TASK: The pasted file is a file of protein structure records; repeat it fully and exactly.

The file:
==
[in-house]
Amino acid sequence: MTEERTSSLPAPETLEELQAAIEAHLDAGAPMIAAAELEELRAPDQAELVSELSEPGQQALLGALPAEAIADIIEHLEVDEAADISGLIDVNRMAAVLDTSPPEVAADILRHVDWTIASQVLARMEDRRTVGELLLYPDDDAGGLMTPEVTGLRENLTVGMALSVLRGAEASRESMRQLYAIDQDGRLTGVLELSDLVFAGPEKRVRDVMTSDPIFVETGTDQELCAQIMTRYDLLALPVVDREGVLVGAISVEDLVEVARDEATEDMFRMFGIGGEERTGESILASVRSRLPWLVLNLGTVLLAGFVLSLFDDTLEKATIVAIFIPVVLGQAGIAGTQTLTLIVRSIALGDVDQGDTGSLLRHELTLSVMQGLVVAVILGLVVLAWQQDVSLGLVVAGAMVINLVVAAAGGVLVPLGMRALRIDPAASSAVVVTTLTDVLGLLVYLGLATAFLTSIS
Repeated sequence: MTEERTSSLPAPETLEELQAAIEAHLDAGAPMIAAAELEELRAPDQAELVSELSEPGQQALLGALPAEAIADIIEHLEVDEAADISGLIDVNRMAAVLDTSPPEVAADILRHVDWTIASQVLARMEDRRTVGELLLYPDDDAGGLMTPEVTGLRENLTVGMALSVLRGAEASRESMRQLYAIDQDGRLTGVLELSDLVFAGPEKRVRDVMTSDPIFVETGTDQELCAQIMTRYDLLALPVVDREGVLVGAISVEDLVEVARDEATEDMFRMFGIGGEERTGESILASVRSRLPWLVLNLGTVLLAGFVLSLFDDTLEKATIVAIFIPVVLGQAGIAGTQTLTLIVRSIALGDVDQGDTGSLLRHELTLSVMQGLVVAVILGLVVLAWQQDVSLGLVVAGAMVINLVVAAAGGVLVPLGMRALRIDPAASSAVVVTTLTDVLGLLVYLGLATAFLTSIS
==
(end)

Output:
[in-house]
Amino acid sequence: MTEERTSSLPAPETLEELQAAIEAHLDAGAPMIAAAELEELRAPDQAELVSELSEPGQQALLGALPAEAIADIIEHLEVDEAADISGLIDVNRMAAVLDTSPPEVAADILRHVDWTIASQVLARMEDRRTVGELLLYPDDDAGGLMTPEVTGLRENLTVGMALSVLRGAEASRESMRQLYAIDQDGRLTGVLELSDLVFAGPEKRVRDVMTSDPIFVETGTDQELCAQIMTRYDLLALPVVDREGVLVGAISVEDLVEVARDEATEDMFRMFGIGGEERTGESILASVRSRLPWLVLNLGTVLLAGFVLSLFDDTLEKATIVAIFIPVVLGQAGIAGTQTLTLIVRSIALGDVDQGDTGSLLRHELTLSVMQGLVVAVILGLVVLAWQQDVSLGLVVAGAMVINLVVAAAGGVLVPLGMRALRIDPAASSAVVVTTLTDVLGLLVYLGLATAFLTSIS
Repeated sequence: MTEERTSSLPAPETLEELQAAIEAHLDAGAPMIAAAELEELRAPDQAELVSELSEPGQQALLGALPAEAIADIIEHLEVDEAADISGLIDVNRMAAVLDTSPPEVAADILRHVDWTIASQVLARMEDRRTVGELLLYPDDDAGGLMTPEVTGLRENLTVGMALSVLRGAEASRESMRQLYAIDQDGRLTGVLELSDLVFAGPEKRVRDVMTSDPIFVETGTDQELCAQIMTRYDLLALPVVDREGVLVGAISVEDLVEVARDEATEDMFRMFGIGGEERTGESILASVRSRLPWLVLNLGTVLLAGFVLSLFDDTLEKATIVAIFIPVVLGQAGIAGTQTLTLIVRSIALGDVDQGDTGSLLRHELTLSVMQGLVVAVILGLVVLAWQQDVSLGLVVAGAMVINLVVAAAGGVLVPLGMRALRIDPAASSAVVVTTLTDVLGLLVYLGLATAFLTSIS